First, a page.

What a college really wants

What looks better for college? What will an admissions officer want to see? Is it better to do community service or have an internship? Should I continue with my volleyball club team or dedicate more time to something entrepreneurial because I will be applying to business programs? I’m too busy to visit colleges, I’m studying for the SAT. Wait, they obviously want AP and honors classes so I’m going to stretch myself to fit those in. But how about a president title? I’ll need to write a note down to run next year. Hmmm, what about summer? I wonder what kind of summer program looks best? Maybe a college class at Stanford?

Pause. Just. Pause.

Everything about the first paragraph is most likely everything you’ve already heard before in passing conversations, dinner parties with parents and online college admission forums. But it’s all wrong. We have got it wrong.

College admission is just the beginning. Just the beginning to the larger path that is life. The path that will be full of ups and downs, triumphs and failures, ah ha moments and inspiration, career changes and a turn of events. But we’ve decided, the world has decided, to view college admission as the end game. The golden ticket to define your future. And it’s completely wrong.

Approaching high school as a means to build an exhaustive list of extra curricular activities and advanced coursework that has little meaning to you beyond the fact that it will look good for college is not only unnecessary, but really, really depleting.

You rob yourself the opportunity to explore in high school and get to know the strengths and interests and foster talents that are in your DNA. The ironic thing is when you turn towards the activities that matter to you, no matter how popular or “good” you think they will look, the more authentic and stellar your range will be in a college application.

A good friend and colleague, David Reynaldo founder of College Zoom shared with my juniors the idea that a title means nothing to colleges. You’re president of the DECA club…so what? You’re captain of the soccer team…so what? The title means nothing until we peel back the curtain and see the depth, the commitment, the growth and unique qualities that make up the experiences within those activities.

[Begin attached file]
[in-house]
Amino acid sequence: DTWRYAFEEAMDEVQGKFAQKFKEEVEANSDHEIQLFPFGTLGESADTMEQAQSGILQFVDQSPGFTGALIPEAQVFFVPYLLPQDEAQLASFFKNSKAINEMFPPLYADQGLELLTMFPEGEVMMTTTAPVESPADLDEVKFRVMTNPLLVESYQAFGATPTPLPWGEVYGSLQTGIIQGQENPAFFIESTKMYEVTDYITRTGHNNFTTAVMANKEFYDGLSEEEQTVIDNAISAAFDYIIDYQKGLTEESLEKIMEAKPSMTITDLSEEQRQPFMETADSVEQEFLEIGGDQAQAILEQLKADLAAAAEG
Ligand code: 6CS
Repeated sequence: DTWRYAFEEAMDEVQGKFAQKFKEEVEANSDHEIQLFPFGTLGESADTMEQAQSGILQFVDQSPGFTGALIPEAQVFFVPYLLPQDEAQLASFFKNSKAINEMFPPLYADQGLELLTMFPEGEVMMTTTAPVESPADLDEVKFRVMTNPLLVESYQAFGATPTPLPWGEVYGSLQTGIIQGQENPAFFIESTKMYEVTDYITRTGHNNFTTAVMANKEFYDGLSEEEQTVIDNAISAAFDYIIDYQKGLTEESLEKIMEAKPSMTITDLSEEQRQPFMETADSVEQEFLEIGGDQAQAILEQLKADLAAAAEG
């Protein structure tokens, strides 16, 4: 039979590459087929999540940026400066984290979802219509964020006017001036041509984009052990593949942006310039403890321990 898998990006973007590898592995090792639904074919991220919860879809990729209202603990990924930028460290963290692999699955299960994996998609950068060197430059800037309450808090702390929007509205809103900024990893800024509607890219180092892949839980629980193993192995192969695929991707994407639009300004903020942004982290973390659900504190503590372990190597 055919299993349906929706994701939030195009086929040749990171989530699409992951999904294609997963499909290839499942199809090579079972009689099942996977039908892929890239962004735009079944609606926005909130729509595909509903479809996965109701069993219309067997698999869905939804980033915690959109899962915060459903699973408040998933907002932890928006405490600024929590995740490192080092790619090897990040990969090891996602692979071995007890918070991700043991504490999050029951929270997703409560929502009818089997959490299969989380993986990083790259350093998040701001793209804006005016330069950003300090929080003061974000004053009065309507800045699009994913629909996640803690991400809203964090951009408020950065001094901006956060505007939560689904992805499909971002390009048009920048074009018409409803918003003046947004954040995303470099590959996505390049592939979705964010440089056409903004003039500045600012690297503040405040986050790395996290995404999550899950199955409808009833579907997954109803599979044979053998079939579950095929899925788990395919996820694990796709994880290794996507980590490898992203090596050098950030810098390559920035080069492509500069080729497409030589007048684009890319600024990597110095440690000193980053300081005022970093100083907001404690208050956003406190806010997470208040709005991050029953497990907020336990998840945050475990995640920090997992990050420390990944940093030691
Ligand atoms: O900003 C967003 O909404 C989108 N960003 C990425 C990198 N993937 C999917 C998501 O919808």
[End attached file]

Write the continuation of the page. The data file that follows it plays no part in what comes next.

The activities themselves don’t make a difference to colleges. They really don’t. But they should make a difference to YOU. They should get you ticking, get you excited, get you thinking, challenge you to grow in a skill set and explore.

So do me a favor. Actually, do yourself a favor and no one else but yourself, and ALLOW yourself to lean into your unique interests and strengths and see what happens. Open up wide and see the possibilities. Because when you stop looking outward for an acceptance, whether that be a college admission letter, a friend group in high school or a family member, something amazing happens. You look inward. And who knows what you’ll find when you allow yourself that chance. So what are you waiting for?

Final food for thought:

There are thousands of colleges worldwide. David also mentioned something I preach often, you can find a top ranked program within an institution that you have never heard of, or isn’t selective. Allow yourself to search colleges based off of your needs, your learning style, the program of interest, the social and community climate, and you’ll place yourself in a school that will support and match your strengths to only ENHANCE your skills.

Want some search ideas? Check out the following:

What if a liberal arts college is the perfect learning environment for you? Lake Forest College, Illinois

Published by Casey Barneson

Author of The College Wellness Guide. Beverly Hills High School College Counselor.

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